May the "Rate" of Force (Production) Be With You: Part 1
Stealth Performance Communication (Stealth PC) Human Performance Division
To optimize athletic ability, not only is individual training protocol necessary, but specialized focus in force production is equally important. Dr.Brad DeWeese defines Optimization as "Training seeking to achieve an ideal performance capability rather than simply increasing or decreasing some characteristics." This calls for critical analysis of a sport or mission objectives to define what the parameters of the situation are and how to directly train for the performance requirements. Power development is critical to enhance explosive ability for sports such as football, baseball, basketball, softball, track and field and many more. Power Development and Force Production Training are not only critical for sports, but also tactical scenarios and situations surrounding mitigating mass casualty events.
In order to truly understand how to apply this knowledge within your training protocol, one must understand what POWER truly means. Power is not only how much weight you can lift, but also the combination of how explosively or how fast you can (CORRECTLY) lift a particular weight. Not that overall strength is insignificant; however, "Rate of Force Development" should be emphasized when increasing athletic and tactical performance.
There are several ways to target this attribute. The most well supported and superior method is the use of weightlifting movements such as the "snatch" and the "clean and jerk", as well as the derivatives of those lifts in a strategic fashion within a long-term personalized performance program method known as periodization. When applied correctly, the athlete or tactical personnel will peak their performance when necessary and create supercompensation or a state at which your abilities increase due to programmed design. There is a fine line between Overreaching, which leads to supercompensation, and Overtraining, which leads to decrease in abilities or Central Nervous System Fatigue. The best way to achieve this "optimal zone" of long-term training is to use a modern Periodization method. These peaking periods can be designed around key competitions in sports and mission critical needs in the Department of Defense.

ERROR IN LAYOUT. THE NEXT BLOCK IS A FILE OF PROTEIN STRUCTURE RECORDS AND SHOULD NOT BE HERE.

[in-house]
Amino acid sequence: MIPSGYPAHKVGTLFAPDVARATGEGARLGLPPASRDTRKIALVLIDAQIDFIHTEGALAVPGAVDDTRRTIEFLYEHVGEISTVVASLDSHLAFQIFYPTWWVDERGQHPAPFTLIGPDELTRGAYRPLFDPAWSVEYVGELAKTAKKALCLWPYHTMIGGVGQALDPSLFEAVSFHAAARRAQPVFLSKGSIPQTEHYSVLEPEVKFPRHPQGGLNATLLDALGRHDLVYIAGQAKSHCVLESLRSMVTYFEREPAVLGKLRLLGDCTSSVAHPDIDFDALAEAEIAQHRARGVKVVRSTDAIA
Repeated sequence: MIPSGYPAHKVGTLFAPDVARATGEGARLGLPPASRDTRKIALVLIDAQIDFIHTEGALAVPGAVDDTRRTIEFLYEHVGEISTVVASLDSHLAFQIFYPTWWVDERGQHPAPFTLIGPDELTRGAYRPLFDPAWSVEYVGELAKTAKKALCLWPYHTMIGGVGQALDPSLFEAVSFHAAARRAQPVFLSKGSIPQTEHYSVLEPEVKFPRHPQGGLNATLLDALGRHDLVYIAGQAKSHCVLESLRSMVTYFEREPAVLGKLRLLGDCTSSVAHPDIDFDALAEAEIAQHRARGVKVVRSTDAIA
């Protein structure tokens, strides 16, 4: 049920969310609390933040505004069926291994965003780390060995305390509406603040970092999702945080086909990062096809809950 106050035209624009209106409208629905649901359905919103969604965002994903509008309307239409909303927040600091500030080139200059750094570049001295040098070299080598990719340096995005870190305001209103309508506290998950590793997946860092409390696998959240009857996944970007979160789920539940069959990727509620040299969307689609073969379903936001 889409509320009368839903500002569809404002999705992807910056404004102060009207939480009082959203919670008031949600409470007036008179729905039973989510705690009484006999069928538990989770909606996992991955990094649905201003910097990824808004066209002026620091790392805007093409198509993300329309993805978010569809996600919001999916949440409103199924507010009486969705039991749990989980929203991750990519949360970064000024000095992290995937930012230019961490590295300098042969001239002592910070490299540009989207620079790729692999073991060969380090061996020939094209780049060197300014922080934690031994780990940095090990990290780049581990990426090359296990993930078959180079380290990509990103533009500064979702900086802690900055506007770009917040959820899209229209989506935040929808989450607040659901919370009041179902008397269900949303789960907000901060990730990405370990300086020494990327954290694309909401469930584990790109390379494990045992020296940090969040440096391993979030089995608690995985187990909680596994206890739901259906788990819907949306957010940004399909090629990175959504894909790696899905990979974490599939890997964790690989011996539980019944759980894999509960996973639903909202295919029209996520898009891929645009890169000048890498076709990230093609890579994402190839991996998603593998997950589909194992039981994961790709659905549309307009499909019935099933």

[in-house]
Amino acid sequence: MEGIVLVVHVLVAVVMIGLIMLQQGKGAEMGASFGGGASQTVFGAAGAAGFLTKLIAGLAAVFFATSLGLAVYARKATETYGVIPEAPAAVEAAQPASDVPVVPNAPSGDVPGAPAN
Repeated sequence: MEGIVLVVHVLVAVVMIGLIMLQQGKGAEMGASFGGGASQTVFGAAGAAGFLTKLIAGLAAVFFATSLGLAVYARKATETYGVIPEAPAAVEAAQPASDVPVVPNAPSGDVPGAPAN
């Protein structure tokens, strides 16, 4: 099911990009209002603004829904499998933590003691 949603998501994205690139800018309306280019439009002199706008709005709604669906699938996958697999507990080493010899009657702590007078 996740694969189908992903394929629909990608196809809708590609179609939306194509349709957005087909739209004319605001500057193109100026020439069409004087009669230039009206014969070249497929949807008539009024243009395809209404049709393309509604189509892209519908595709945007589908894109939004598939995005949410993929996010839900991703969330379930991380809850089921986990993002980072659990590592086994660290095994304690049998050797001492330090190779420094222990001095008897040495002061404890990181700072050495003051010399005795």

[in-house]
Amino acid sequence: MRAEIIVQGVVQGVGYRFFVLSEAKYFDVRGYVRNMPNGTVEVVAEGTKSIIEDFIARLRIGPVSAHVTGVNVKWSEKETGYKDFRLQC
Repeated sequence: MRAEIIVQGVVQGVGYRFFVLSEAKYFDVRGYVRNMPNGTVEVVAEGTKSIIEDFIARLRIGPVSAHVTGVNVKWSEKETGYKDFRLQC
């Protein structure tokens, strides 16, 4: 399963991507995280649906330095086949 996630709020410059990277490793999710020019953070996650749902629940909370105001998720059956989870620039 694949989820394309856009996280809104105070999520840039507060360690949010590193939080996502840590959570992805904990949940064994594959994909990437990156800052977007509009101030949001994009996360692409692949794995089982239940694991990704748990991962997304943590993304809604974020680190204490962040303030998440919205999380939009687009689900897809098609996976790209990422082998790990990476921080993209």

Periodization is defined by Dr. Mike Stone as "a logical phasic method of varying training volume, intensity factors, and exercises in order to optimize training progress. Thus, periodization is a nonlinear method for planning the training process." In other words, you need to know what your are doing, when you are doing it, and most importantly WHY you are doing it? This is a great reason to have your training program properly designed by a CSCS professional using the most effective and current exercise science protocols utilized by the United States Olympic Committee (USOC), National Strength and Conditioning Association, Published in the National Strength and Conditioning Journal, or other elite human performance institution.
The principles of this article are better stated and explained in further detail by Dr. Gregory Haff and colleagues in their articles, "Training Principles of Power" in 2012 and "Roundtable Discussion: Periodization of Training Part 1 & 2" in 2004, both published in the National Strength and Conditioning Journal.
Jordon Kestner Exercise Scientist, CSCS, and CEO of Stealth Performance Communication
Release your inner warrior with scientifically supported training programs designed by:
Stealth Performance Communications perfect for DoD, DHS, Local Police, Private Security, Corporate Fitness, and various sports (Football, Baseball, Basketball, Soccer, Softball, Track and Field, Wrestling, Gymnastics, MMA (other combat sports), Extreme Sports and many more.
All programs are designed based on best practices by United States Olympic Committee (USOC), National Strength and Conditioning Association, research in the National Strength and Conditioning Journal, and validated by other elite human performance institution.
Dr. Mike Stone Power Development: NSCA
National Strength and Conditioning Association
. Here is a good video breaking down RFD Rate of Force Development by Eric Troy at Ground Up Strength